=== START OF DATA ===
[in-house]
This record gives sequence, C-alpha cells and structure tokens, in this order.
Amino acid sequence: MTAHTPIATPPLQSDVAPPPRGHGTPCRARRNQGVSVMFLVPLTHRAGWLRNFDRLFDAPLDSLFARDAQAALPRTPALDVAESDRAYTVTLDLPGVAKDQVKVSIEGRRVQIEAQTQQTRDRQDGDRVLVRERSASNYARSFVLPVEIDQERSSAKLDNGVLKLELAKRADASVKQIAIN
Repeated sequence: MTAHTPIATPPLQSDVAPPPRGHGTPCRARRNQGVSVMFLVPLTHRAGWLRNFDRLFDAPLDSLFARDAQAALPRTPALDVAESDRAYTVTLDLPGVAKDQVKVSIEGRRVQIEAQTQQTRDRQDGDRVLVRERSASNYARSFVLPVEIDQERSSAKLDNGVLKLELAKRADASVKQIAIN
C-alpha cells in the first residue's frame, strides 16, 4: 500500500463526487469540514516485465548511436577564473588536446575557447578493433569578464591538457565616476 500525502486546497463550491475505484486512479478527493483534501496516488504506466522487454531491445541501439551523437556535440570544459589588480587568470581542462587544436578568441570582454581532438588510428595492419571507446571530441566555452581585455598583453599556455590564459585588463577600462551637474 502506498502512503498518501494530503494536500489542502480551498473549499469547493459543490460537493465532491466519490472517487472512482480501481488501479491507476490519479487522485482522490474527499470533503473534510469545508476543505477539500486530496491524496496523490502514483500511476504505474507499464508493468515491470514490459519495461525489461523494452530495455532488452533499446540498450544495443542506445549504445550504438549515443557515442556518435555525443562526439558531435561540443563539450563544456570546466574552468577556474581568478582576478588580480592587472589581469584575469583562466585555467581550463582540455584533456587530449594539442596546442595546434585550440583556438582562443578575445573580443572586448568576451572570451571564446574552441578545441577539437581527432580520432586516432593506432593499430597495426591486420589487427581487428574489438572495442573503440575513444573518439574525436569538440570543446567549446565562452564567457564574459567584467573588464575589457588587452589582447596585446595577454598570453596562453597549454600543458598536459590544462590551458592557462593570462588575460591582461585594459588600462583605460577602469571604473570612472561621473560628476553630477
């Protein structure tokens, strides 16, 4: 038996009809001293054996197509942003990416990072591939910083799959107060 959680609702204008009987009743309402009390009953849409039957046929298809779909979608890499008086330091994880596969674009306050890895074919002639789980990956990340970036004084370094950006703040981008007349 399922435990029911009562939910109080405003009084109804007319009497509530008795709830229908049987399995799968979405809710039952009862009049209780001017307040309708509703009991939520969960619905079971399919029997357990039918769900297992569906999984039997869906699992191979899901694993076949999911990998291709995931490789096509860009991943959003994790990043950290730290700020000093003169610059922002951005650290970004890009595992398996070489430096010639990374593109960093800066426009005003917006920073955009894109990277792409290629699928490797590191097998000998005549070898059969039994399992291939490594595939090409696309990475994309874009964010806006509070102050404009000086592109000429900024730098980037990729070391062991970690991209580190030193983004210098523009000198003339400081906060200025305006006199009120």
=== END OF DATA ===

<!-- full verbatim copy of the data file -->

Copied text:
[in-house]
This record gives sequence, C-alpha cells and structure tokens, in this order.
Amino acid sequence: MTAHTPIATPPLQSDVAPPPRGHGTPCRARRNQGVSVMFLVPLTHRAGWLRNFDRLFDAPLDSLFARDAQAALPRTPALDVAESDRAYTVTLDLPGVAKDQVKVSIEGRRVQIEAQTQQTRDRQDGDRVLVRERSASNYARSFVLPVEIDQERSSAKLDNGVLKLELAKRADASVKQIAIN
Repeated sequence: MTAHTPIATPPLQSDVAPPPRGHGTPCRARRNQGVSVMFLVPLTHRAGWLRNFDRLFDAPLDSLFARDAQAALPRTPALDVAESDRAYTVTLDLPGVAKDQVKVSIEGRRVQIEAQTQQTRDRQDGDRVLVRERSASNYARSFVLPVEIDQERSSAKLDNGVLKLELAKRADASVKQIAIN
C-alpha cells in the first residue's frame, strides 16, 4: 500500500463526487469540514516485465548511436577564473588536446575557447578493433569578464591538457565616476 500525502486546497463550491475505484486512479478527493483534501496516488504506466522487454531491445541501439551523437556535440570544459589588480587568470581542462587544436578568441570582454581532438588510428595492419571507446571530441566555452581585455598583453599556455590564459585588463577600462551637474 502506498502512503498518501494530503494536500489542502480551498473549499469547493459543490460537493465532491466519490472517487472512482480501481488501479491507476490519479487522485482522490474527499470533503473534510469545508476543505477539500486530496491524496496523490502514483500511476504505474507499464508493468515491470514490459519495461525489461523494452530495455532488452533499446540498450544495443542506445549504445550504438549515443557515442556518435555525443562526439558531435561540443563539450563544456570546466574552468577556474581568478582576478588580480592587472589581469584575469583562466585555467581550463582540455584533456587530449594539442596546442595546434585550440583556438582562443578575445573580443572586448568576451572570451571564446574552441578545441577539437581527432580520432586516432593506432593499430597495426591486420589487427581487428574489438572495442573503440575513444573518439574525436569538440570543446567549446565562452564567457564574459567584467573588464575589457588587452589582447596585446595577454598570453596562453597549454600543458598536459590544462590551458592557462593570462588575460591582461585594459588600462583605460577602469571604473570612472561621473560628476553630477
């Protein structure tokens, strides 16, 4: 038996009809001293054996197509942003990416990072591939910083799959107060 959680609702204008009987009743309402009390009953849409039957046929298809779909979608890499008086330091994880596969674009306050890895074919002639789980990956990340970036004084370094950006703040981008007349 399922435990029911009562939910109080405003009084109804007319009497509530008795709830229908049987399995799968979405809710039952009862009049209780001017307040309708509703009991939520969960619905079971399919029997357990039918769900297992569906999984039997869906699992191979899901694993076949999911990998291709995931490789096509860009991943959003994790990043950290730290700020000093003169610059922002951005650290970004890009595992398996070489430096010639990374593109960093800066426009005003917006920073955009894109990277792409290629699928490797590191097998000998005549070898059969039994399992291939490594595939090409696309990475994309874009964010806006509070102050404009000086592109000429900024730098980037990729070391062991970690991209580190030193983004210098523009000198003339400081906060200025305006006199009120």